On the Occasion of the Pope’s Visit to Iraq

As an Anglican priest, I am not under the authority of Rome and have no direct connection to the Pope. Even so, every time I see Francis in action, a large part of me wishes that I were a part of his team. His recent meeting with Syed Al-Sistani in Iraq is a case in point. It was a powerful and historic initiative.

Apparently, this was the first time that a Pope has met with a senior Islamic cleric like this. Why it taken so long is hard to fathom, but Francis arrived under the banner of “we are all brothers”, and so seemed intent on making up for lost time!

The barriers to the building of genuine, fraternal relationships between the Islamic East and the Christian West are many. In exiting the airport, the Pontiff passed by the very site where General Qassim Suleimani had been assassinated only a year earlier under the orders of then US President Trump! Can we really expect any rapprochement in the context of the history of imperial violence that has been devastating Iraq and the Islamic world for the last generation?

The challenges are indeed daunting, but our religious leaders are surely the best hope we have for the rebuilding of broken relationships. Friendships are built on honest dialogue, and as one very wise Iranian politician once pointed out to me, “politicians don’t dialogue. They negotiate”. We need to move beyond self-interested negotiations towards genuine dialogue as members of the same human family if we are to have any real hope of progress.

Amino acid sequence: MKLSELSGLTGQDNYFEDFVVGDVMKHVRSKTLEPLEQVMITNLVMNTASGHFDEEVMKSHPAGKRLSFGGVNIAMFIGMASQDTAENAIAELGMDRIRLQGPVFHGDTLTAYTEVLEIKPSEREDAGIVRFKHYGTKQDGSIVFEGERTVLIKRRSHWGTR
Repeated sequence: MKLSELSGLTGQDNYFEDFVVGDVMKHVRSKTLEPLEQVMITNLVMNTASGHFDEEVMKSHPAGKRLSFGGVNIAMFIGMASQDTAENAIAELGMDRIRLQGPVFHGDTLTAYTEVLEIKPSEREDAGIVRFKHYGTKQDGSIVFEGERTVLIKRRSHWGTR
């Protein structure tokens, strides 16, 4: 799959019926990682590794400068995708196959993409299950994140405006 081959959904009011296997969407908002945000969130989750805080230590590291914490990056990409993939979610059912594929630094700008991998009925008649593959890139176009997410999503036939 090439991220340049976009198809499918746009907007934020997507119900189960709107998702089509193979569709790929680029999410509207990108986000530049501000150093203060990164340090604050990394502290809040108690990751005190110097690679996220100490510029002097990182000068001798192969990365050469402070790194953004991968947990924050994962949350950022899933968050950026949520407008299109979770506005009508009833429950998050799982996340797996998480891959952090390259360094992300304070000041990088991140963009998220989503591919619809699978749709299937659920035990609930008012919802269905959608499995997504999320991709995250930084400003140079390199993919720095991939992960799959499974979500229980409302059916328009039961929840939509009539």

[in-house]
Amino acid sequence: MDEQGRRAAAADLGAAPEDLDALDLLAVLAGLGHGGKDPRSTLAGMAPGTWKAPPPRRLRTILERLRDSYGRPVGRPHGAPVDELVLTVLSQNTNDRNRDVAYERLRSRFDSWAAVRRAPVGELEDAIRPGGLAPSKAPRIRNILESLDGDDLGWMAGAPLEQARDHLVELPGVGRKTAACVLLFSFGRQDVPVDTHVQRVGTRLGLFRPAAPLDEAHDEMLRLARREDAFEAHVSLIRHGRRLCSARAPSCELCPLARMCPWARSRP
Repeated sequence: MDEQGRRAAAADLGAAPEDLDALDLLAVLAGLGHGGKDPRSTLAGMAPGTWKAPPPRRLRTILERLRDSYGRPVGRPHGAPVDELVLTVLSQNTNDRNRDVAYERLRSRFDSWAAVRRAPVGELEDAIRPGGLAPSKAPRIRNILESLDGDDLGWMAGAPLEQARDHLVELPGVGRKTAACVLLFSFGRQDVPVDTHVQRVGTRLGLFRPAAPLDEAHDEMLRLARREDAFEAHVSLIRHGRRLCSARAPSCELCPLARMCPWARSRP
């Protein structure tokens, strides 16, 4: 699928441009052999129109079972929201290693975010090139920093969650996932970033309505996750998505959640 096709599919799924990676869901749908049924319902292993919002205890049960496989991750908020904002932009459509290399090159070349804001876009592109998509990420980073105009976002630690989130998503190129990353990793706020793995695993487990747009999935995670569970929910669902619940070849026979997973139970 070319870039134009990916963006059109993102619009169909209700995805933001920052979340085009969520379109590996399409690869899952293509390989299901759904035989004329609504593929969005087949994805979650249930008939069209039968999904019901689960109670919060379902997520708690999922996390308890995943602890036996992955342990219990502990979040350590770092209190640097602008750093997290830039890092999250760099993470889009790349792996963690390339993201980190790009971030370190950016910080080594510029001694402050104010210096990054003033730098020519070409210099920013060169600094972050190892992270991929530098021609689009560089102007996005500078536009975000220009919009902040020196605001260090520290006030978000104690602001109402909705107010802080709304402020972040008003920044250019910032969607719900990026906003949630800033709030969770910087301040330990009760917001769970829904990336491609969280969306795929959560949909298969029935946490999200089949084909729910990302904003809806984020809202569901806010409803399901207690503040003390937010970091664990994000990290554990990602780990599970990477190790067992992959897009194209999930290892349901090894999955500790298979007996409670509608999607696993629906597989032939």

“I come as a penitent,” the Pope said to the Iraqi people, “asking forgiveness of heaven and my brothers and sisters for so much destruction and cruelty.” These the words of a true brother in humanity and not of someone who is seeking power or position, and this is the sort of language the Christian West should be using all the time as we approach our Islamic sisters and brothers of the East. Only genuine men and women of God can speak this way, and only genuine women and men of God can respond with grace and forgiveness after such a history of pain.

I give thanks to God for Pope Francis, as I do for Syed Al-Sistani. May their example of brotherhood inspire people of faith across the Eastern and Western worlds to reach out to one another in brotherly and sisterly love. It is time for the church and the mosque to come together in the embrace of Divine love, and we need to do this urgently, for the sake of all humanity.

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